Why Antacid Medications Do More Harm Than Good
Proton pump inhibitors are some of the drugs most prescribed for heartburn and acid reflux to block stomach acid production. While this remedy may sound appropriate when stomach acid creeps painfully up the esophagus, it’s actually the worst possible as the problem is typically too little stomach acid production.
Inhibitors like Nexium, Prilosec, and Prevacid originally were to treat a very limited range of severe problems. According to the San Francisco Department of Public Health, proton pump inhibitors are for the treatment of

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  • Bleeding ulcers,
  • Zollinger-Ellison syndrome, a rare condition that causes excess acid production, and
  • Severe acid reflux, where an endoscopy confirms damage to the esophagus.

Natural Remedies for Acidity, Acid Reflux, and Heartburn

The common purpose of all of these natural remedies is to restore intestinal chemical balance:

  • A Low-Carbohydrate Diet: One study found that even when participants drank coffee, smoked tobacco, and indulged in GERD-causing habits they eliminated symptoms within one week on a low- carbohydrate (20 grams/day) diet. They discontinued all medications and remained symptom-free after increasing their carbohydrate intake to 70 percent of their total diet.
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  • A Wheatless Diet: Many people find that without wheat their acid reflux condition improves or disappears. Be sure to know where gluten is present in candy, deli meat, salad dressing, sauces, soups, processed foods, and, of course, wheat products.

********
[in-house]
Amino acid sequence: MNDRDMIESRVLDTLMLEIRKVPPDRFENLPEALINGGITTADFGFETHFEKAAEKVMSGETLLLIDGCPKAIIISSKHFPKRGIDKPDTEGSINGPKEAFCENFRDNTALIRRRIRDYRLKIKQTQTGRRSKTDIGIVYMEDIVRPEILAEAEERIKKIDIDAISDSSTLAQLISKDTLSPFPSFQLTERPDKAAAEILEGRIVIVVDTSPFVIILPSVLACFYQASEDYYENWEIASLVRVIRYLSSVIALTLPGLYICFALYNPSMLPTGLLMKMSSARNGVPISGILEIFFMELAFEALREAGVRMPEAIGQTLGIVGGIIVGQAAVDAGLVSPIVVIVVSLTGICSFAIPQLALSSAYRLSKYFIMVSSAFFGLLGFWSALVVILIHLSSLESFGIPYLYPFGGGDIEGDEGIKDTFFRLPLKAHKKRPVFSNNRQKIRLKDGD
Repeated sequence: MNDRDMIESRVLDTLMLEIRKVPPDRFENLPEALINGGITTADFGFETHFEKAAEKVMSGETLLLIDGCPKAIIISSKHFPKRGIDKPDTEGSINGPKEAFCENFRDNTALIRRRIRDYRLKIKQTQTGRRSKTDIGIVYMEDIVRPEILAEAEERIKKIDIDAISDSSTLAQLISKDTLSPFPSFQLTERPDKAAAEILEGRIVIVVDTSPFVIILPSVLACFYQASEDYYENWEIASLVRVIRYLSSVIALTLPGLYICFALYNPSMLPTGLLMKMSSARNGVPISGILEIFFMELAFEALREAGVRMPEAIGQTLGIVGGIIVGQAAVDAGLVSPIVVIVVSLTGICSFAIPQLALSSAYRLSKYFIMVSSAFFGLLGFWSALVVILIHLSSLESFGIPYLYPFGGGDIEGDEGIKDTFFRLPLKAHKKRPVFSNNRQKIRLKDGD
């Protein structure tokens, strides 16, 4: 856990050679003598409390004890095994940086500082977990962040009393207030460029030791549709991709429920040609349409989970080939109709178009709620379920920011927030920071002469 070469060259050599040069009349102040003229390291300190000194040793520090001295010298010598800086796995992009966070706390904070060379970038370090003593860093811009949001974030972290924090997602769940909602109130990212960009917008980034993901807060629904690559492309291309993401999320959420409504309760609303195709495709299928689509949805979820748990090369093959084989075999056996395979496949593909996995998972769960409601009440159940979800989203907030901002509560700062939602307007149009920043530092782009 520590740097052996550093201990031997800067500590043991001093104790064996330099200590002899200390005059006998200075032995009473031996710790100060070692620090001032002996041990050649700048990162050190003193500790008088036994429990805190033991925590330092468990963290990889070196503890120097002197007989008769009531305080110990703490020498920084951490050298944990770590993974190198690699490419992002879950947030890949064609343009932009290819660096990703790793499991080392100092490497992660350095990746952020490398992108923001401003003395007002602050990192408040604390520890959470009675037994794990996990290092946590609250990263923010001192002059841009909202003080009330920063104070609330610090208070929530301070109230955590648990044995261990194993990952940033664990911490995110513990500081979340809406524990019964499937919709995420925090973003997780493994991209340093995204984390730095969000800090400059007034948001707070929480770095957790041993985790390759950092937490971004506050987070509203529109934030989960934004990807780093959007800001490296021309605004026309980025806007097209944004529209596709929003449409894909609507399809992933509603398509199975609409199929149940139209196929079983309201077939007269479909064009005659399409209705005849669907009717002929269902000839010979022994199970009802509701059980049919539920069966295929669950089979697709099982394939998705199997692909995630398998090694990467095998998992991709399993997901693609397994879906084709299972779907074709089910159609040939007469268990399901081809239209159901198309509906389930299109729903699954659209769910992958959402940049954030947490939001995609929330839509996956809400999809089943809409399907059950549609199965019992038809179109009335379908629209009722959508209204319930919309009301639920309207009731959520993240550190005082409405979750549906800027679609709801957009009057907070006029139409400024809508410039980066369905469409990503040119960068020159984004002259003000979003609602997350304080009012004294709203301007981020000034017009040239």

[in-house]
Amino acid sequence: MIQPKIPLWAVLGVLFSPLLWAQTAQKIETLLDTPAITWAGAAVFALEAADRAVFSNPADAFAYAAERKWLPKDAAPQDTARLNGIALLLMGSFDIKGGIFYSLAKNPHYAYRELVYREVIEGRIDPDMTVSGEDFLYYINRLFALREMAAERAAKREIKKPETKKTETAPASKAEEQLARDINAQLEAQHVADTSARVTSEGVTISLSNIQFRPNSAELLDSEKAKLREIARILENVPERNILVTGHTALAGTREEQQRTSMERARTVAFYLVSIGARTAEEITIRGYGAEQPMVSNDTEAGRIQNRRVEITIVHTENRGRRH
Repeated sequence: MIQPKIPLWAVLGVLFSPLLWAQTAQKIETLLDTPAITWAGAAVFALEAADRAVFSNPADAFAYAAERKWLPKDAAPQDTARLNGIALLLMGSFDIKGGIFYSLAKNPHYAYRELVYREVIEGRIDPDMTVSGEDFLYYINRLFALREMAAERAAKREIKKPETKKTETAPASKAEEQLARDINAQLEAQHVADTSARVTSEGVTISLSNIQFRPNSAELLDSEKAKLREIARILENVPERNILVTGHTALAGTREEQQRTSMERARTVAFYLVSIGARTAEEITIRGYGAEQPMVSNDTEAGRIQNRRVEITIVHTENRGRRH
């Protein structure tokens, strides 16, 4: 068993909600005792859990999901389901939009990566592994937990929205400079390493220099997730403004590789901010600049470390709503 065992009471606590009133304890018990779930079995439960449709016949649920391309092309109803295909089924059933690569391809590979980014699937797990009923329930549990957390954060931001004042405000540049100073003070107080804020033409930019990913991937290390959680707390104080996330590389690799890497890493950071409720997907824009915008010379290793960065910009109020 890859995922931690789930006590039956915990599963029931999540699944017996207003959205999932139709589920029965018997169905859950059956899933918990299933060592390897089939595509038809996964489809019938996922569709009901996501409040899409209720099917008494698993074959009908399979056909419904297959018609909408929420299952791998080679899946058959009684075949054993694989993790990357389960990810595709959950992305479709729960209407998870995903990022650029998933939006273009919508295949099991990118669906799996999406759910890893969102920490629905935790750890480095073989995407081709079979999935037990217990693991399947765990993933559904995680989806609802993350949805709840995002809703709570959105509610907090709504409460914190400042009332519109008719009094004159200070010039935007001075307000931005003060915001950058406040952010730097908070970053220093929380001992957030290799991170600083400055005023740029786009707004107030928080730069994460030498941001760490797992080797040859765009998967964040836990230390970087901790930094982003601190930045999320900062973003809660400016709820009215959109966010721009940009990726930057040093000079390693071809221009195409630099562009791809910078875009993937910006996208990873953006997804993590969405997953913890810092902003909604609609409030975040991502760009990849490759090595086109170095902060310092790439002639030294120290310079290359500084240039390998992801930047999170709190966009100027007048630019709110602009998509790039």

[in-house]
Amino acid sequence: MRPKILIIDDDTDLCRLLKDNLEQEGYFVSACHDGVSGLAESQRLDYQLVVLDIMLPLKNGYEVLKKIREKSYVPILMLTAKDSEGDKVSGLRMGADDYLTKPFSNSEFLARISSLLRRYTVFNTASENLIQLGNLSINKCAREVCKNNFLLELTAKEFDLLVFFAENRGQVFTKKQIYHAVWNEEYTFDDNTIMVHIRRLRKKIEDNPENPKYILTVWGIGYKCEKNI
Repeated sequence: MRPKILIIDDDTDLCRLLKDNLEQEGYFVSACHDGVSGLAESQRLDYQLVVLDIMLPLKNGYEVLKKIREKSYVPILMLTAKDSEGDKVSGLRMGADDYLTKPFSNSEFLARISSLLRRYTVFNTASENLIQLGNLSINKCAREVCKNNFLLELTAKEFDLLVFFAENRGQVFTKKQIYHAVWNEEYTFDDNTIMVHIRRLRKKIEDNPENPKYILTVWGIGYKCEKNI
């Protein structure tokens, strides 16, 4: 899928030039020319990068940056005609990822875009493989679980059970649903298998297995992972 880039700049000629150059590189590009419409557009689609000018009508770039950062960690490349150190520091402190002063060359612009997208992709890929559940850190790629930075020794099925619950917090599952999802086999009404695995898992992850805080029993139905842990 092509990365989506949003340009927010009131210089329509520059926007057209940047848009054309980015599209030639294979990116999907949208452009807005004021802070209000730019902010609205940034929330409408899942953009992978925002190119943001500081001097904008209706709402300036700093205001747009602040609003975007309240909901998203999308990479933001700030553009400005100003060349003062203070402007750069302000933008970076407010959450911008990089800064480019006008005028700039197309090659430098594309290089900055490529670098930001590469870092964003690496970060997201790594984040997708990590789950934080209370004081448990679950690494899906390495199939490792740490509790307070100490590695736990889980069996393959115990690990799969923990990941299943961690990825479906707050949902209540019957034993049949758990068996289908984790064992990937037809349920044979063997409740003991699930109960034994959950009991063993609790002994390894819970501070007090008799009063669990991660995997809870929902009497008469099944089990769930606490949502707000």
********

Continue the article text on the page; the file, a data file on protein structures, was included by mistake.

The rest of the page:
• No Junk: Processed food, especially sugar, exacerbates heartburn and GERD. Stop eating these foods to heal the digestive tract. Eat small meals during the day based on steamed vegetables, organic broths, rice, fish, and free-range organic chicken. Avoid raw foods until the condition improves. Eliminate spicy foods and coffee and don’t eat within three hours before bedtime.
  • Yeast Overgrowth: There are numerous natural ways to address issues with yeast overgrowth.
  • Gymnema sylvestre, cowplant, has the ability to prevent or reverse yeast overgrowth.
  • Olive leaf extract has antimicrobial, antibacterial, antiviral, and anti-fungal properties. The active ingredient, oleuropein, converts in the body to elolenic acid that boosts immunity against pathogens including yeast fungi.
  • Garlic has potent anti-fungal properties in active ingredients alliin and allicin. Add more garlic to the diet to keep yeast at bay.

Other natural ways to heal digestive distress:

  • Soothing and carminative, basil leaves can relieve acidity, gas, and nausea instantly. Chew thoroughly.
  • Buttermilk contains lactic acid that alkalizes excess acidity
  • Cinnamon is good for digestive health as a natural antacid that dispels stomach gas.
  • Take two or three digestive enzyme capsules with each meal.
  • Eat more probiotics.
  • Take two to five grams of glutamine powder twice a day.
  • Chew two to three tablets of deglycyrrhizinated licorice 15 minutes before meals.
  • Drink a mixture of two tablespoons of apple cider vinegar with warm water and a teaspoon of raw honey a few times a day, especially before meals.

Instead of antacids when heartburn or acid reflux strikes, try some of these natural remedies. Give the body time to adjust, be patient and persistent, and results will be surprisingly pleasant.